laryngotracheal reconstruction

laryngotracheal reconstruction

ENT Any of the operative techniques used to enlarge and stabilize the upper airway
McGraw-Hill Concise Dictionary of Modern Medicine. © 2002 by The McGraw-Hill Companies, Inc.
References in periodicals archive ?
Hartnick, "Tissue-engineered cartilage as a graft source for laryngotracheal reconstruction: a pig model," Archives of Otolaryngology-Head & Neck Surgery, vol.
Utility of two-stage laryngotracheal reconstruction in the management of subglottic stenosis in adults.
Their topics include oral cavity reconstruction, laryngotracheal reconstruction with prefabricated free flaps and tracheal allotransplantation, principles of multidisciplinary care in head and neck cancer treatments, postoperative care and management of surgical complications, and imaging and computer modeling in head and neck reconstruction.
A staged laryngotracheal reconstruction using alloplast (Proplast) in the canine model.
Cheu & Chen et al (6) reported laryngotracheal reconstruction with costal cartilage grafting.
Although there was no optimal duration of stenting following laryngotracheal reconstruction, it was recommended to place the T-tube for three to six months at least.
In 20 chapters, otolaryngologists and anesthesiologists from the US address otitis media, sensorineural hearing loss, vestibular dysfunction, cochlear implants, facial nerve paralysis, infectious and inflammatory disorders of the tonsils and adenoid, obstructive sleep apnea, sinusitis, allergic rhinitis, anesthesia, tracheostomy, esophageal and swallowing disorders, recurrent respiratory papillomatosis, inflammatory airway disease, upper airway obstruction, voice issues, laryngotracheal reconstruction, neck infections, congenital neck masses, and malignant neck tumors.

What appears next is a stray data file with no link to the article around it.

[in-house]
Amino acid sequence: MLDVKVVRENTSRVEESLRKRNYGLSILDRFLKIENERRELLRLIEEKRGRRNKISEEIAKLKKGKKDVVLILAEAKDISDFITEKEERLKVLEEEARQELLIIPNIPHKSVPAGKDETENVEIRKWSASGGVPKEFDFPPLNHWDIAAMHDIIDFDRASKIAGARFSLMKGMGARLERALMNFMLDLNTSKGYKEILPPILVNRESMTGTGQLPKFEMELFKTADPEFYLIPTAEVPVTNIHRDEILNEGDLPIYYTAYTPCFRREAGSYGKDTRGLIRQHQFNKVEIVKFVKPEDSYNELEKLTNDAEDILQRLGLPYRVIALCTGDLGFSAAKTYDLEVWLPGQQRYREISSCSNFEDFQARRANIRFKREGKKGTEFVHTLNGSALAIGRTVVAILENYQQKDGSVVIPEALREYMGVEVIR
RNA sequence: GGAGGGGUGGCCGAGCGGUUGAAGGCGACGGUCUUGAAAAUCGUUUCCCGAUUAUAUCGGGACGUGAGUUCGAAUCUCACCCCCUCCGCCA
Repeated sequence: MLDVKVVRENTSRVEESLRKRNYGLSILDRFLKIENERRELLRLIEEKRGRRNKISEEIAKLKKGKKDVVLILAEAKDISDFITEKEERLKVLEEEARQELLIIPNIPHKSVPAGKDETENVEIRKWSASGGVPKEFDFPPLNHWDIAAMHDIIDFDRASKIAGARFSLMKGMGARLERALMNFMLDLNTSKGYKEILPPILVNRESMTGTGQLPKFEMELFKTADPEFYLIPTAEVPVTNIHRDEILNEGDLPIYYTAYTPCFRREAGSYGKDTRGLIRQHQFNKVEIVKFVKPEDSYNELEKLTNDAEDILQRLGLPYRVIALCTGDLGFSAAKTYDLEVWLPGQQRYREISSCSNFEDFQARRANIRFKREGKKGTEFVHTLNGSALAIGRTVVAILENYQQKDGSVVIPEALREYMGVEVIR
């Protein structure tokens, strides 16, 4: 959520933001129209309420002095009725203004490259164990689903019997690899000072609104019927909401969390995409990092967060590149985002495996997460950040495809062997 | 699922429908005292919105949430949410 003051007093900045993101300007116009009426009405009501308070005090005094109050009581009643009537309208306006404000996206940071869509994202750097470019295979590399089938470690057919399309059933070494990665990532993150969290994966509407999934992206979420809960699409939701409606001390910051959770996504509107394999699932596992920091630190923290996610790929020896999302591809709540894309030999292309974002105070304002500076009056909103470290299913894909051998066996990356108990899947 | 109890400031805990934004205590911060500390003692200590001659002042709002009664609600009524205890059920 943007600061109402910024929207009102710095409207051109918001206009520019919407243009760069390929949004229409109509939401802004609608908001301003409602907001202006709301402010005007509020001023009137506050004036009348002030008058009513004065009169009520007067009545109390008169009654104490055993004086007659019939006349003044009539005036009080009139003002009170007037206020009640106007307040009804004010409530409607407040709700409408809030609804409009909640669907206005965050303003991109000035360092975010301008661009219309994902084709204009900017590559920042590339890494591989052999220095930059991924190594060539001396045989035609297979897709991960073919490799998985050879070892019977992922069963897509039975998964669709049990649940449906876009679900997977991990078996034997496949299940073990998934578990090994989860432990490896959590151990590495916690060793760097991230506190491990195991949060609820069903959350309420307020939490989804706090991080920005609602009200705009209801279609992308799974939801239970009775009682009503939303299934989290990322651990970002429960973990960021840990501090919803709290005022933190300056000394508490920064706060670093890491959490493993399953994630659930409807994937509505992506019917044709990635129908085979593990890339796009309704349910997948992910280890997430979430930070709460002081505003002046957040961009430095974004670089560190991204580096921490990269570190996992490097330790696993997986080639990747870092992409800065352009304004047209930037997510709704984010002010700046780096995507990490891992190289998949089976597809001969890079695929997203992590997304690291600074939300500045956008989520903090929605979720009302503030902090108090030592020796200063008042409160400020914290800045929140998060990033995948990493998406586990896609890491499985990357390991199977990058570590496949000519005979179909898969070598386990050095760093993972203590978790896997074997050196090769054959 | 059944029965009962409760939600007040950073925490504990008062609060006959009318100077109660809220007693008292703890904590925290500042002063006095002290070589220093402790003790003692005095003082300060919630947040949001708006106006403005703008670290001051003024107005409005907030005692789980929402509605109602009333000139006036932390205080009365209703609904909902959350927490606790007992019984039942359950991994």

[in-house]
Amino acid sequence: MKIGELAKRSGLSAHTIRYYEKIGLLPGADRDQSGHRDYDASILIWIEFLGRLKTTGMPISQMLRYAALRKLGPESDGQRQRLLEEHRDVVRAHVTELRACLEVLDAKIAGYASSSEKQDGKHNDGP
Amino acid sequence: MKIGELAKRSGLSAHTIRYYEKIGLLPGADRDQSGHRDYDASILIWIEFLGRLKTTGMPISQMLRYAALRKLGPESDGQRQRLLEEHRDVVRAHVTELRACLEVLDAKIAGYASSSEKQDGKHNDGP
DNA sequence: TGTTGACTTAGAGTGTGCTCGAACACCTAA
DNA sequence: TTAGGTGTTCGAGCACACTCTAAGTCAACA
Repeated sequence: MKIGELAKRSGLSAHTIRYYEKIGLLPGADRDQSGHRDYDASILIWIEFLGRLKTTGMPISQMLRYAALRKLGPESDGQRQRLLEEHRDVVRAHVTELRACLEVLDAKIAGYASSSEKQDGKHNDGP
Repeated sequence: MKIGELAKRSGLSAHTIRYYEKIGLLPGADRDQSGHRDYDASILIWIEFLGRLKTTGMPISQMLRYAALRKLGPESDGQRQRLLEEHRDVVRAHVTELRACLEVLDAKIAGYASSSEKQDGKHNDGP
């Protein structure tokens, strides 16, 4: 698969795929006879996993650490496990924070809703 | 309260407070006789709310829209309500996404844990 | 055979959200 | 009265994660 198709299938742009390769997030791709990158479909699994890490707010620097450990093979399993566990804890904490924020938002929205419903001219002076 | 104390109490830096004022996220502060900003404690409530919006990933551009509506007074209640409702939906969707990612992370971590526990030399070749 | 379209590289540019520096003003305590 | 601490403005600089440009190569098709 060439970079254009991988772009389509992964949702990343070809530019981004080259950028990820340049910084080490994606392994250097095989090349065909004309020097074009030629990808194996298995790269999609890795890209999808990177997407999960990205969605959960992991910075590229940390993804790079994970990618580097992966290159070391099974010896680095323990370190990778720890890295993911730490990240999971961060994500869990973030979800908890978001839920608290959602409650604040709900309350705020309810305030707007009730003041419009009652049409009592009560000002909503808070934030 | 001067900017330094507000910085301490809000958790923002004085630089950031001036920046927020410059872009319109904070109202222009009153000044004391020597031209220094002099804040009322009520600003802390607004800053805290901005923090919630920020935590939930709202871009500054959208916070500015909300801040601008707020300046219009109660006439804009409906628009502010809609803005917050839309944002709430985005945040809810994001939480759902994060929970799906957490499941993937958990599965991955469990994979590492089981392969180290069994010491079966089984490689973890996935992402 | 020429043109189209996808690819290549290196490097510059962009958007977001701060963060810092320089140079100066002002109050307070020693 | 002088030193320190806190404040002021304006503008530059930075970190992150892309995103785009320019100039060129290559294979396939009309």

It allowed his ENT specialist to proceed with laryngotracheal reconstruction (he had a grade 4 complete subglottic stenosis due to intubation trauma during the newborn period).
The choice of specific approach--which may include either thyrotomy with a keel stent, a laryngotracheal reconstruction with a stent, or a single-stage laryngotracheoplasty--depends on the type of lesion.
(15) When an open surgical laryngotracheal reconstruction is considered (i.e., in a patient with a type 3, 4, or 5 injury), it may be wise to establish a long-term, self-sustaining, tube-free tracheostoma and to include it in the reconstructive procedure.
(6) In this article, we discuss the results of laryngotracheal reconstruction procedures that involved the use of muscle-pedicle hyoid bone as a grafting material.